The analysis seemed ambiguous to many readers, and twenty years later Dumont had to clarify it: “I never said, as some seemed to believe, that hierarchy is better than equality, or in the present instance that slavery is preferable to racism.” [5] The fact remains that Dumont’s three points are debatable as much on the historical level as on the sociological one. First of all, racism takes various forms that vary in time and it cannot be reduced to a “modern phenomenon.” Then, in the United States, the opposition between White and Black pre-exists the abolition of slavery. Finally, the juridical character of the master slave relationship is nothing but “the essence of the system.” As Kamala Visweswaran highlights, the system of slavery is over-determined by a racial ideology and the hierarchical white-black distinction cannot be dissociated from the master slave relationship. This is the reason why the legal abolition of slavery does not ipso facto transform the white-black racial distinction. One could extend further Kamala Visweswaran’s analysis and note that Dumont makes, with respect to slavery, the same type of error in reasoning he reproaches American sociologists. He isolates certain characteristics of master-slave relations while ignoring the fact that slavery is an economic, social and political system that cannot be reduced to a hierarchical dimension, as he himself corrected later without modifying his analysis. [6]

A Comparative Sociology of Minorities

This detour by the “negro” question seen against the yardstick of Louis Dumont’s comparative sociology leads Kamala Visweswaran to frontally question the sociology of India. Why do the most eminent works of this discipline not permit a thinking of discrimination based on caste? [7] The author anchors her argument in the debates that surrounded the World Conference Against Racism (WCAR) which took place in Durban in 2001. During this conference, representatives of Dalit groups [8] attempted to have caste discrimination recognized as homologous to race discrimination, and forged the notion of “casteism” to designate the modus operandi of caste discrimination as similar to that of racism. The Indian government, headed then by the rightwing nationalist Hindu party, the Bharatya Janata Party, firmly opposed this attempt, which also generated a lively resistance from Indian sociologists situated more on the left of the political field. Contrary to the opinion defended by Dalit organizations, the dominant view that emerged from the conference was that race relates to biology and caste to social system, and therefore that casteism was not at all comparable to racism.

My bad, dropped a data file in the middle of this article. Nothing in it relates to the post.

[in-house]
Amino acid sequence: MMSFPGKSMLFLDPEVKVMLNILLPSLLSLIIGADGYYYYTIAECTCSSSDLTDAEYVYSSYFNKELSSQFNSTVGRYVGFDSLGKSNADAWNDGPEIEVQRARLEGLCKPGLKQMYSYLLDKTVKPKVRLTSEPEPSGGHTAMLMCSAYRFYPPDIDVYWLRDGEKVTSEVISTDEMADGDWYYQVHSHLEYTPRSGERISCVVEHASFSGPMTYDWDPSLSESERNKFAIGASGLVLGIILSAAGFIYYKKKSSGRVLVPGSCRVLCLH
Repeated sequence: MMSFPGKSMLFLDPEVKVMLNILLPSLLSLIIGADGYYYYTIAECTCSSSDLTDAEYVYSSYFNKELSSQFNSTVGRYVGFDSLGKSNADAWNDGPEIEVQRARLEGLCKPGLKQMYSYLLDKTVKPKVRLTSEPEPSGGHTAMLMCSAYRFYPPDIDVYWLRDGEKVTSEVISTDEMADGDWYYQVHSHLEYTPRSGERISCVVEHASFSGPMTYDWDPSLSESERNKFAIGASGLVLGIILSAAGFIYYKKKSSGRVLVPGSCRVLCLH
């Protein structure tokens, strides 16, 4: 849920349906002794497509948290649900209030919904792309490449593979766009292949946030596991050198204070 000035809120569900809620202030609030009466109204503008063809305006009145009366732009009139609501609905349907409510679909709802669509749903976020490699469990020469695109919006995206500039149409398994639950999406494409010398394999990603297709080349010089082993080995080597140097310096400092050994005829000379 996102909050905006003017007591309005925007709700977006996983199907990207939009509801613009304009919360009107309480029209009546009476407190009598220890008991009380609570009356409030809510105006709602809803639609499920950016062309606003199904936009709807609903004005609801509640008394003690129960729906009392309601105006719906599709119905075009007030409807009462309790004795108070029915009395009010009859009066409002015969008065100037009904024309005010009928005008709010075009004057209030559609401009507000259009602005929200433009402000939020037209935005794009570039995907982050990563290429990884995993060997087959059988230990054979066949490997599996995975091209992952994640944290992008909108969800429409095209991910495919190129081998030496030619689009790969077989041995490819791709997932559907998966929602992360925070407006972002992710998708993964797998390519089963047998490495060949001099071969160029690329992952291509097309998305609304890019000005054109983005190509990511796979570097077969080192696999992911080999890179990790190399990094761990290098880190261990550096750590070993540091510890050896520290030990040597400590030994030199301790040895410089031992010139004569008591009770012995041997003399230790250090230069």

Kamala Visweswaran shows that anthropologists since Franz Boas and his successors, like Melville Herskovits, Edward Sapir and Ruth Benedict, but also Claude Lévi-Strauss to whom she devotes a chapter, have rejected the notion of race as non-scientific, a point strongly defended by Ashley Montagu, and abandoned it to the biological sciences. The unforeseen consequence of this move is that anthropologists have left an empty space that the notion of culture comes to occupy, to the point of embracing everything and explaining nothing any more. In the two cases, says Kamala Visweswaran, this notion became “as essentialist and determinist as was the notion of race till now.” [9]

The work thus takes a very interesting turn when Kamala Visweswaran makes unknown links suddenly appear between three figures as different as W.E.B. Du Bois, the first significant African American sociologist, Max Weber who visited the United States, namely the South, in 1904, and finally B.R. Ambedkar [10] who was a student at Colombia University in New York when he presented a paper entitled “Castes in India. Their Mechanism, Genesis and Development,” at the seminar of the anthropologist Alexander Goldenweiser in May 1916. From the beginning of the 19th century, Du Bois imported the notion of caste to illustrate the nature of race relations in the slavery belt of the United States on the one hand; on the other, Weber [11] and Ambedkar read the works of Du Bois with whom they corresponded. These three sociologists have all seen links between the situations of three minority and dominated groups, African Americans, Untouchables but also Jews, with Ambedkar noting that the notion of ghetto can be applied to the segregation of Untouchables in India. [12] Reconsidering these forgotten groundings for another comparative sociology, Kamala Visweswaran states, should help us understand what these groups share in common. The title of the book, which is, at a first glance, enigmatic, thus finds its meaning. Un/common Cultures invites seeing links beween these groups and opposes social science studies that posit differences beyond comparison while relying on “incommensurable” cultural essentialism.